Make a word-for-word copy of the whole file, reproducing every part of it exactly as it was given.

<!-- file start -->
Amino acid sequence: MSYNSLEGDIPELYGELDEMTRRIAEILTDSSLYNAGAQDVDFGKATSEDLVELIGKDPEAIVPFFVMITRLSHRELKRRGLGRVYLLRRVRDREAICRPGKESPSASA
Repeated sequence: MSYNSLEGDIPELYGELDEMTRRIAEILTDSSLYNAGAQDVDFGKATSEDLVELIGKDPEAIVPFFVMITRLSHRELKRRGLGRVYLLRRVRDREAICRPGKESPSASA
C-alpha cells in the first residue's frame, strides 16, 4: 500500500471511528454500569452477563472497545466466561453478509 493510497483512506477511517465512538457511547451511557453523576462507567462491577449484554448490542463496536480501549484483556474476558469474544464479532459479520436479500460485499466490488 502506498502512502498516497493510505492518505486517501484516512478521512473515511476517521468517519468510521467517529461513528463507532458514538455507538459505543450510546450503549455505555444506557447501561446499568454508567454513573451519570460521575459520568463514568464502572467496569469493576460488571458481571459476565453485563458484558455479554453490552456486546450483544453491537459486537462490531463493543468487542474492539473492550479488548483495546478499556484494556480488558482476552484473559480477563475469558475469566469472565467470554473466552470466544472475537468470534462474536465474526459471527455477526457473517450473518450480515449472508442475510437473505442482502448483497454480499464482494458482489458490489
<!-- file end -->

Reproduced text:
Amino acid sequence: MSYNSLEGDIPELYGELDEMTRRIAEILTDSSLYNAGAQDVDFGKATSEDLVELIGKDPEAIVPFFVMITRLSHRELKRRGLGRVYLLRRVRDREAICRPGKESPSASA
Repeated sequence: MSYNSLEGDIPELYGELDEMTRRIAEILTDSSLYNAGAQDVDFGKATSEDLVELIGKDPEAIVPFFVMITRLSHRELKRRGLGRVYLLRRVRDREAICRPGKESPSASA
C-alpha cells in the first residue's frame, strides 16, 4: 500500500471511528454500569452477563472497545466466561453478509 493510497483512506477511517465512538457511547451511557453523576462507567462491577449484554448490542463496536480501549484483556474476558469474544464479532459479520436479500460485499466490488 502506498502512502498516497493510505492518505486517501484516512478521512473515511476517521468517519468510521467517529461513528463507532458514538455507538459505543450510546450503549455505555444506557447501561446499568454508567454513573451519570460521575459520568463514568464502572467496569469493576460488571458481571459476565453485563458484558455479554453490552456486546450483544453491537459486537462490531463493543468487542474492539473492550479488548483495546478499556484494556480488558482476552484473559480477563475469558475469566469472565467470554473466552470466544472475537468470534462474536465474526459471527455477526457473517450473518450480515449472508442475510437473505442482502448483497454480499464482494458482489458490489